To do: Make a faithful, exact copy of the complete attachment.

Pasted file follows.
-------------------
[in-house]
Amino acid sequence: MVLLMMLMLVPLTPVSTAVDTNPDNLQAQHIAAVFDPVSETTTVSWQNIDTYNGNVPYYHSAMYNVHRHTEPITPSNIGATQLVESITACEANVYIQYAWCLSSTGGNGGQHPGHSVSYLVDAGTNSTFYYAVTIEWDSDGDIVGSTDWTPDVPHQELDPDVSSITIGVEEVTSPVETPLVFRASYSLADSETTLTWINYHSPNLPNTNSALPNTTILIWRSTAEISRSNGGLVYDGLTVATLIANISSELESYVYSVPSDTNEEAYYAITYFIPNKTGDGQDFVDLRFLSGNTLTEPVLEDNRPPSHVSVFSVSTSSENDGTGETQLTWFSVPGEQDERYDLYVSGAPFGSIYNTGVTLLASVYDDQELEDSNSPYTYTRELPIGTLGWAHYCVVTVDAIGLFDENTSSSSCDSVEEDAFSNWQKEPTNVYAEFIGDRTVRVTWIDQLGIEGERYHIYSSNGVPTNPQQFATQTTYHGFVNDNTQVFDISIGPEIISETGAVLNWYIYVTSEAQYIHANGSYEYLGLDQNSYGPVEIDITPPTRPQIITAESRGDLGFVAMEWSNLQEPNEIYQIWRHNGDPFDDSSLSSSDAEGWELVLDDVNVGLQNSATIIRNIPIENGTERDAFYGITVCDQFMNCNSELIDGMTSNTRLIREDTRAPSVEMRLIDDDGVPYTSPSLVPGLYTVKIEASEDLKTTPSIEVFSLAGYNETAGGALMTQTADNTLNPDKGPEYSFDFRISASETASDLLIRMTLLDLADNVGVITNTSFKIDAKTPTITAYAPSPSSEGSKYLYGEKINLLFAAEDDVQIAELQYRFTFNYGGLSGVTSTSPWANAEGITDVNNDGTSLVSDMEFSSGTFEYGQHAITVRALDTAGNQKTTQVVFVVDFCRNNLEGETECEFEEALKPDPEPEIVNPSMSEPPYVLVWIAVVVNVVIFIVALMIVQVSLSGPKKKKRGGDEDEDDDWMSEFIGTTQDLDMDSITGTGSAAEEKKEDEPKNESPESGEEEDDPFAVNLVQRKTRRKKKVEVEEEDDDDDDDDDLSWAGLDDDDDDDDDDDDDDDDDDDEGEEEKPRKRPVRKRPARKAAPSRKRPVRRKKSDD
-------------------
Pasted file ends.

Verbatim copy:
[in-house]
Amino acid sequence: MVLLMMLMLVPLTPVSTAVDTNPDNLQAQHIAAVFDPVSETTTVSWQNIDTYNGNVPYYHSAMYNVHRHTEPITPSNIGATQLVESITACEANVYIQYAWCLSSTGGNGGQHPGHSVSYLVDAGTNSTFYYAVTIEWDSDGDIVGSTDWTPDVPHQELDPDVSSITIGVEEVTSPVETPLVFRASYSLADSETTLTWINYHSPNLPNTNSALPNTTILIWRSTAEISRSNGGLVYDGLTVATLIANISSELESYVYSVPSDTNEEAYYAITYFIPNKTGDGQDFVDLRFLSGNTLTEPVLEDNRPPSHVSVFSVSTSSENDGTGETQLTWFSVPGEQDERYDLYVSGAPFGSIYNTGVTLLASVYDDQELEDSNSPYTYTRELPIGTLGWAHYCVVTVDAIGLFDENTSSSSCDSVEEDAFSNWQKEPTNVYAEFIGDRTVRVTWIDQLGIEGERYHIYSSNGVPTNPQQFATQTTYHGFVNDNTQVFDISIGPEIISETGAVLNWYIYVTSEAQYIHANGSYEYLGLDQNSYGPVEIDITPPTRPQIITAESRGDLGFVAMEWSNLQEPNEIYQIWRHNGDPFDDSSLSSSDAEGWELVLDDVNVGLQNSATIIRNIPIENGTERDAFYGITVCDQFMNCNSELIDGMTSNTRLIREDTRAPSVEMRLIDDDGVPYTSPSLVPGLYTVKIEASEDLKTTPSIEVFSLAGYNETAGGALMTQTADNTLNPDKGPEYSFDFRISASETASDLLIRMTLLDLADNVGVITNTSFKIDAKTPTITAYAPSPSSEGSKYLYGEKINLLFAAEDDVQIAELQYRFTFNYGGLSGVTSTSPWANAEGITDVNNDGTSLVSDMEFSSGTFEYGQHAITVRALDTAGNQKTTQVVFVVDFCRNNLEGETECEFEEALKPDPEPEIVNPSMSEPPYVLVWIAVVVNVVIFIVALMIVQVSLSGPKKKKRGGDEDEDDDWMSEFIGTTQDLDMDSITGTGSAAEEKKEDEPKNESPESGEEEDDPFAVNLVQRKTRRKKKVEVEEEDDDDDDDDDLSWAGLDDDDDDDDDDDDDDDDDDDEGEEEKPRKRPVRKRPARKAAPSRKRPVRRKKSDD